EU proposes new rules to make phones and tablets last longer

The legislative arm of the has new rules for the repair of mobile phones and tablets. It states that manufacturers should make at least 15 components available for at least five years after the launch of a new phone in the EU. Within that timeframe, consumers could replace parts such as batteries, displays, chargers, back covers, and SIM and memory card trays Remarks.

The European Commission is also eyeing improvements in battery life. It states that phone and tablet batteries should last at least 500 full charges before dropping below 83 percent of their capacity. Under the proposed rules, phones would need to have a label listing information such as battery life and drop and water resistance.

The idea like that emphasizes is to reduce e-waste and the environmental impact of phones and tables. According to a study, extending smartphone lifecycles by five years would mean taking around 5 million cars off the road in terms of emissions. The proposal suggests that phones and tablets become more recyclable and repairable to reduce the energy consumption costs associated with their manufacture and use by a third.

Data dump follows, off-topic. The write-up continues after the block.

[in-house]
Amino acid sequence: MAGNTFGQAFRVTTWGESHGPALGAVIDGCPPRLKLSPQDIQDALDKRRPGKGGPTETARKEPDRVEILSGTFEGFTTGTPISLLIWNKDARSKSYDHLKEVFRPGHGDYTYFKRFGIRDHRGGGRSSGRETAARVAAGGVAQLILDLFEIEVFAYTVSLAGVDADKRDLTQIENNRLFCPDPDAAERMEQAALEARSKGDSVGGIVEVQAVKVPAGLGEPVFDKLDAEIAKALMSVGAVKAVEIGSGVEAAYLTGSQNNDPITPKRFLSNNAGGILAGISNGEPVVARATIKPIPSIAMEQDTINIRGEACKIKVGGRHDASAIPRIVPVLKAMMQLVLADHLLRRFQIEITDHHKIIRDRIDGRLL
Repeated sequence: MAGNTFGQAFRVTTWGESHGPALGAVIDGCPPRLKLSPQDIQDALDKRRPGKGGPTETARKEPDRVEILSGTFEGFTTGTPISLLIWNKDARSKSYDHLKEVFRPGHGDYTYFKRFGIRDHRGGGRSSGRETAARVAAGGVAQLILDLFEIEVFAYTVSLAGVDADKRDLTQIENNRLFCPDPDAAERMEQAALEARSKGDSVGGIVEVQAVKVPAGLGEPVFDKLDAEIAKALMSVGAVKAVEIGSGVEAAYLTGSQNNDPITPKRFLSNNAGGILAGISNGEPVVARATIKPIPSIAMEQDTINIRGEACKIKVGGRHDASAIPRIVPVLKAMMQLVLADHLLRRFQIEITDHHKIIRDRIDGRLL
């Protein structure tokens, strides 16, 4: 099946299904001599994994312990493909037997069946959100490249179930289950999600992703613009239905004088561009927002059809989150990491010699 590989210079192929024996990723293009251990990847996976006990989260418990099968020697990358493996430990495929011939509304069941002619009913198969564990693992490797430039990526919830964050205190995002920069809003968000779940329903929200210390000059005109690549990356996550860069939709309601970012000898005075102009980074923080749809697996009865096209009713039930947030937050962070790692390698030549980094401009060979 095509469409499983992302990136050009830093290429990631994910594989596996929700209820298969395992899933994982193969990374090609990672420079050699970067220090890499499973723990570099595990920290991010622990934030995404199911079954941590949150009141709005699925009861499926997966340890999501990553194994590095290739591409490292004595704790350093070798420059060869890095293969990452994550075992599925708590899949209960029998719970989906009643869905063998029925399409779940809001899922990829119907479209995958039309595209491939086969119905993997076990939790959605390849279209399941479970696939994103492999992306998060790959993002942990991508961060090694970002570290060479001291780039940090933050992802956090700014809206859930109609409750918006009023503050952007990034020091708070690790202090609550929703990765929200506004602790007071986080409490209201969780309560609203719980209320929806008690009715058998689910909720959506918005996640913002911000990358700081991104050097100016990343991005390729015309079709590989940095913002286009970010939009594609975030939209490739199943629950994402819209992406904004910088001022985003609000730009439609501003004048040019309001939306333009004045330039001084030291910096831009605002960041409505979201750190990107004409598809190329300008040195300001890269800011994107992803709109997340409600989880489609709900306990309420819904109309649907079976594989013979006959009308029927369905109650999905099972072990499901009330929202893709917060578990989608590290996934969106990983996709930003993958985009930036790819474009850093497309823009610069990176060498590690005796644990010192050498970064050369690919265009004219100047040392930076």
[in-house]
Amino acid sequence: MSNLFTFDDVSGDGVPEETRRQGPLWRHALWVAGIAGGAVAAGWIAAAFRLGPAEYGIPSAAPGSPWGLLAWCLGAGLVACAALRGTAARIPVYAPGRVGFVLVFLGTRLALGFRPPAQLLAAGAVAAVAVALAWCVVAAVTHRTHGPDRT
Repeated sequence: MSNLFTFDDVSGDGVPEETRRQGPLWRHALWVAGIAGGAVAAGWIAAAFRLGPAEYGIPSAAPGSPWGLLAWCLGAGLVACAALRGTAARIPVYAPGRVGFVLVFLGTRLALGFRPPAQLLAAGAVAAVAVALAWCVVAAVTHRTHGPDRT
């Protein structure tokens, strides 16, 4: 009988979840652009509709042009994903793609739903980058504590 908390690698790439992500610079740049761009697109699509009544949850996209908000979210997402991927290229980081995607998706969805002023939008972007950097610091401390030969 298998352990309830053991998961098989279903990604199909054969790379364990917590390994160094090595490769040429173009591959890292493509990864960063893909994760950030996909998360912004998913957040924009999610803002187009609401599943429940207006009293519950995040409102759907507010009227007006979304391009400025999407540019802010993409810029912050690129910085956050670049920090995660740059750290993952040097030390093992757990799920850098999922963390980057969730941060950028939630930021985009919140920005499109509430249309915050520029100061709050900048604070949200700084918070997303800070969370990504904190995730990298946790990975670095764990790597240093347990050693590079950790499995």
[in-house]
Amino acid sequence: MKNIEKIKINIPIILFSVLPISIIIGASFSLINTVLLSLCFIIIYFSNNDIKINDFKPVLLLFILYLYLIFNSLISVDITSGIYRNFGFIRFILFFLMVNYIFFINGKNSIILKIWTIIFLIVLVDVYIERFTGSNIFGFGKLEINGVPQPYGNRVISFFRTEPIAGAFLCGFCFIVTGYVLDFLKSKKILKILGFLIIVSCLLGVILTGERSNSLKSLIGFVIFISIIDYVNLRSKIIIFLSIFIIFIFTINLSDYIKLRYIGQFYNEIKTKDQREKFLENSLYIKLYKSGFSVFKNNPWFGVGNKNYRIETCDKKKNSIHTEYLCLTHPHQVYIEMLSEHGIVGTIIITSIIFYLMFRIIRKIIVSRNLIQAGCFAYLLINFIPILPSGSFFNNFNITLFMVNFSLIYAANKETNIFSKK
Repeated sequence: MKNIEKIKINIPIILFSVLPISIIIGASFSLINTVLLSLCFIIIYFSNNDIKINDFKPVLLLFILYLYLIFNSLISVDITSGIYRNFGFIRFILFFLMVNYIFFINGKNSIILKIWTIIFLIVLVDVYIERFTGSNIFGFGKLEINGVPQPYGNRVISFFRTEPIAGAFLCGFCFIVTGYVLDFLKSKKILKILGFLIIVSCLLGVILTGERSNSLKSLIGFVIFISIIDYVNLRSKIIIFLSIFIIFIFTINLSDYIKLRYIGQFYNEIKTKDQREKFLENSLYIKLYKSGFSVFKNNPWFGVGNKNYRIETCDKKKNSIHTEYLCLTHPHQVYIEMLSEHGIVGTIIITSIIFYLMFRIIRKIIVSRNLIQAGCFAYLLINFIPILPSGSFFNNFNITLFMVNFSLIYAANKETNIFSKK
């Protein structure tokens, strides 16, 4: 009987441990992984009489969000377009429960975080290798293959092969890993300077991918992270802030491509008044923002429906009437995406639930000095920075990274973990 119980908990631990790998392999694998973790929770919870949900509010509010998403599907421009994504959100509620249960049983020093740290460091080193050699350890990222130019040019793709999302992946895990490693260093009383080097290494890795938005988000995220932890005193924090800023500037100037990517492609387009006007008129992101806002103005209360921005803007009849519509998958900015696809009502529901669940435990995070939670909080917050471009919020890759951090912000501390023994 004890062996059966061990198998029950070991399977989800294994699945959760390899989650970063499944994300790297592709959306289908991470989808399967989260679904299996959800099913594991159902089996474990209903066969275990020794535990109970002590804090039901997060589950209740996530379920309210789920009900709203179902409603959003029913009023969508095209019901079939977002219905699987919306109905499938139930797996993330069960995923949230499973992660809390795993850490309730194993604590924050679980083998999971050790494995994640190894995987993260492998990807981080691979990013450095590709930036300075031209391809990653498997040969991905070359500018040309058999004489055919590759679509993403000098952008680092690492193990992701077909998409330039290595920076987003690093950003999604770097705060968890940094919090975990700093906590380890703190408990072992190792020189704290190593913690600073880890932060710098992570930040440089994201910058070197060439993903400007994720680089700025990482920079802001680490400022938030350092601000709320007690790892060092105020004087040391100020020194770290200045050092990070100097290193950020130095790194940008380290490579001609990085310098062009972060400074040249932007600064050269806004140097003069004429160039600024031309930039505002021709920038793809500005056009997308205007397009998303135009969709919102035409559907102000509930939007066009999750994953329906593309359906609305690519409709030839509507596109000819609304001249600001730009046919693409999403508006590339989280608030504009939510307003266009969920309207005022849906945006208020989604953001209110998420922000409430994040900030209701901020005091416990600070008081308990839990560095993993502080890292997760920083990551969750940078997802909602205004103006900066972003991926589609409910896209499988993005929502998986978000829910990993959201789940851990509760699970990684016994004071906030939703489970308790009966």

Smartphone makers have hit back at some elements of the rules, claiming that greater availability of parts would increase plastic consumption. “Potential overproduction, subsequent stockpiling and destruction of spare parts naturally leads to wasted resources, reduced material efficiency and negative economic value, ultimately leading to higher costs for the consumer,” said Digital Europe, an organization bringing together technology companies and trade groups represents .

Still, some phone manufacturers try to preempt such regulations by offering consumers components and tools to repair their devices themselves. , and have all started making parts for phones and .

The proposed rules would also affect software updates. Manufacturers would have to provide security updates for five years after they stop selling a device, and provide feature updates for at least three years.

Back in June, the EC set USB-C as the charging standard for most electronic devices, including all phones, by fall 2024. Some tech companies had long opposed such a move, most notably Apple, which uses the proprietary Lightning charger for many of its wearable devices.

All products recommended by Engadget are selected by our editorial team independently from our parent company. Some of our stories contain affiliate links. If you buy something through one of these links, we may receive an affiliate commission. EU proposes new rules to make phones and tablets last longer

Russell Falcon is an automatic aggregator of the all world’s media. In each content, the hyperlink to the primary source is specified. All trademarks belong to their rightful owners, all materials to their authors. If you are the owner of the content and do not want us to publish your materials, please contact us by email – The content will be deleted within 24 hours.

Related Articles

Back to top button